General Electric (NYSE: GE) and its new team of partners announced yesterday plans to meet the growing demand by many U.S. industries for cleaner-burning, less expensive liquefied natural gas (LNG).
Many of you know about the massive amounts of domestic natural gas reserves the U.S. holds, but you might not know that when a company makes the switch from diesel to natural gas, it will effectively be saving between 20-40 percent in costs.
This has prompted many companies who for years have relied on diesel fuel to begin rethinking their strategy. Not only would natural gas help increase revenues nationwide, but it would also reduce the amount of carbon emissions created.
The U.S. shale boom has brought great opportunity, and a big part of its stateside success will be LNG. Now, it’s time to show companies that they can make the switch from diesel to natural gas confidently and without any disruptions to business.
This is what GE’s new consortium plans to do.
The consortium, called Eagle LNG Partners, and the roles each company plays, as stated by Hydrocarbon Processing:
Clean Energy (NASDAQ: CLNE) brings experience in developing, constructing and operating micro-LNG plants
Ferus Natural Gas Fuels offers tailored expertise in cryogenic and micro-LNG plants, along with understanding of cryogenic logistics that ensures uninterrupted fuel supply
GE Ventures plans to drive commercial and technical innovation
GE Energy Financial Services will provide capital for energy projects
With each of the four divisions working side by side with customers, the switch to LNG should be relatively painless.
Eagle LNG Partners will focus efforts primarily on the industries where demand is highest, like long-haul trucking, rail, mining, marine, and oil and gas services.
Clean Energy, based out of Seal Beach, California, is backed by Texas oil man T. Boone Pickens, who owned 25.3 percent of the company at the end of June. And while Pickens is Director and active board member of the company, he will have no involvement in the operations of Eagle LNG Partners.
As stated before, Eagle LNG Partners is set up to transition companies as smoothly as possible from diesel fuel to LNG without any disruptions and maintain a continuous supply for operations.
When required, the consortium will have the ability to not only set these companies up for success, but also provide customers with an overall and complete LNG solution that would include transportation, delivery, storage, gasification, and dispensing of product.
From Hydrocarbon Processing:
“We have heard our customers say they want LNG delivered to their point of consumption at a predictable price, with certainty and redundancy of availability,” said Dick Brown, CEO of Ferus Natural Gas Fuels. “They want someone who has been in the business of owning and operating these plants, with the experience to facilitate the switch to natural gas, and who can deliver and dispense LNG safely and reliably without any disruption to operations.”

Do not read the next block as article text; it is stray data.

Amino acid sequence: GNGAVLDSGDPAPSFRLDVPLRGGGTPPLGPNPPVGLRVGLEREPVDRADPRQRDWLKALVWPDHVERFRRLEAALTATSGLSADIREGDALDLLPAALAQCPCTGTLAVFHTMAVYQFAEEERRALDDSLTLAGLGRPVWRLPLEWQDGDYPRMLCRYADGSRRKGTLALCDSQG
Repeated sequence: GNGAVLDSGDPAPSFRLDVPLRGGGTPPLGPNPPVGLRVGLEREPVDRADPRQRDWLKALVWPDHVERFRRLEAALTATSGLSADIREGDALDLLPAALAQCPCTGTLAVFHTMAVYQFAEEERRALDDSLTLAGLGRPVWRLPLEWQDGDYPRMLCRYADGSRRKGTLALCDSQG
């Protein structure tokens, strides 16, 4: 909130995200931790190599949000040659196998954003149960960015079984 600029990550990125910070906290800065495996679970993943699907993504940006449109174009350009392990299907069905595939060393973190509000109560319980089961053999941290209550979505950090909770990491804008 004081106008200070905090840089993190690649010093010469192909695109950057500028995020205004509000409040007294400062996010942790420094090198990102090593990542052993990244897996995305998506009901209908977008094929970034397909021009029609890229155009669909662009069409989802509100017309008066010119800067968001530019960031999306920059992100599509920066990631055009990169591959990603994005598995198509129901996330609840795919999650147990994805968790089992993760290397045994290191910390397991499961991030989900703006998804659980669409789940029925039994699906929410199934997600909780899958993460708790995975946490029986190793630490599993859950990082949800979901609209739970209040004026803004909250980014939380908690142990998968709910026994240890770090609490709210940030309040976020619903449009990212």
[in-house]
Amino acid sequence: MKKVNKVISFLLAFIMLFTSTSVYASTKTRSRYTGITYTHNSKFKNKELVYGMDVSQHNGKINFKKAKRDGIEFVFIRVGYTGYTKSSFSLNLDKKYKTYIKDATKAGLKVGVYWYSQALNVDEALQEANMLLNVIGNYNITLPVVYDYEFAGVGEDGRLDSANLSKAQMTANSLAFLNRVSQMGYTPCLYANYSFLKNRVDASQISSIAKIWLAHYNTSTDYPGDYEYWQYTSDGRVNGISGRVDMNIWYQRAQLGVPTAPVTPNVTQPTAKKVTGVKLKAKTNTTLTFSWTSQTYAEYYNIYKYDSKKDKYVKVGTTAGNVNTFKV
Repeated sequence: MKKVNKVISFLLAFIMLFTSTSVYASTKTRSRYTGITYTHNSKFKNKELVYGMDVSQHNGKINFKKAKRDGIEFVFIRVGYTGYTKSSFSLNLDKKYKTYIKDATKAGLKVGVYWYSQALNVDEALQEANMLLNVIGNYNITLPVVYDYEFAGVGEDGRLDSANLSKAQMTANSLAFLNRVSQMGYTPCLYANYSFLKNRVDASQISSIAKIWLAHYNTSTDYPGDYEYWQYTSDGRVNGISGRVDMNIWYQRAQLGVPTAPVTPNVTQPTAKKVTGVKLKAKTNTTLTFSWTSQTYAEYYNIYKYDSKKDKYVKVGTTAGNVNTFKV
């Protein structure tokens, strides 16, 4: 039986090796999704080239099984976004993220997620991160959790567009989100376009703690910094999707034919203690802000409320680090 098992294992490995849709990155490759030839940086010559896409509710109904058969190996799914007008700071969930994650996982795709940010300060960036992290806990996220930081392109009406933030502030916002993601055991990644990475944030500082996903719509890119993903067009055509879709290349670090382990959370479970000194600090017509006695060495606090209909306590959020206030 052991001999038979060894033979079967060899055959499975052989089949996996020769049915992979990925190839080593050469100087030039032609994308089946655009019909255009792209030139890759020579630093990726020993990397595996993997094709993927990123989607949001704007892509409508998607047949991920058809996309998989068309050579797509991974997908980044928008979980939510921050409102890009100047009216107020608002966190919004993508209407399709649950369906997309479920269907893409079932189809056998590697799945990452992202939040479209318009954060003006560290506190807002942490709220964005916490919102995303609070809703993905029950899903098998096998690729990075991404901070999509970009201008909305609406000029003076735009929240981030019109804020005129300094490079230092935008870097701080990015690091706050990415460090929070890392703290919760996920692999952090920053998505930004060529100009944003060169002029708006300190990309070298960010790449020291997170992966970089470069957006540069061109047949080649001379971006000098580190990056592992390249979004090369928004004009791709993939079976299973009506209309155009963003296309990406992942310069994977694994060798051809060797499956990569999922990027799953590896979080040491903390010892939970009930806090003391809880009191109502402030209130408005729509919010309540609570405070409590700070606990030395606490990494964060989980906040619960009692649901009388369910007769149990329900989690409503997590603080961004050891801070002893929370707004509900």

Each of the four branches have yet to comment on how much they will initially invest in the project, but generally, LNG liquefaction plants cost in the ballpark of $40 million to $100 million to construct.
According to Fuel Fix, natural gas accounts for only 0.1 percent of the transportation fuel used in the U.S. presently, and it would expand it to 3 percent if no additional efforts were made to increase its use as fuel.
With demand surging and that much room for growth, Eagle LNG Partners will seize the opportunity.
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One industry, the long-haul trucking industry, has already been publicly calling for more LNG as major companies are intending to convert their fleets to natural gas.
Announcements have been popping up from the rail and marine companies, too.
Strategically, Eagle LNG Partners is looking at developing projects in Florida, Washington, Colorado, North Dakota, Ohio, and Texas.
These projects would be built around existing Clean Energy and Ferus Natural Gas Fuels plants, along with Clean Energy-GE LNG projects announced in the Northeast and Midwest, expected to be online in late 2015.
Diesel fuel makers should prepare themselves for that “uh oh” moment because while the biggest, nastiest engines in the country are guzzling diesel today, it may not be the case tomorrow.
Big players like Royal Dutch Shell (NYSE: RDS-A) have already expressed plans to convert.
The only critics to the LNG switch are those that say natural gas extraction releases methane, a greenhouse gas that can be even more harmful than carbon released by burning other fuels.
One thing that is for certain is that it’s a lot cheaper, and for now, it seems to be cleaner, too. And with an abundance of it sitting right here at home, it’s the next logical choice.
GE, Clean Energy Fuels, and Ferus Natural Gas all have a one-third stake in the partnership, and all stand to bask in its glory as the switch takes over.
Bye, bye diesel.
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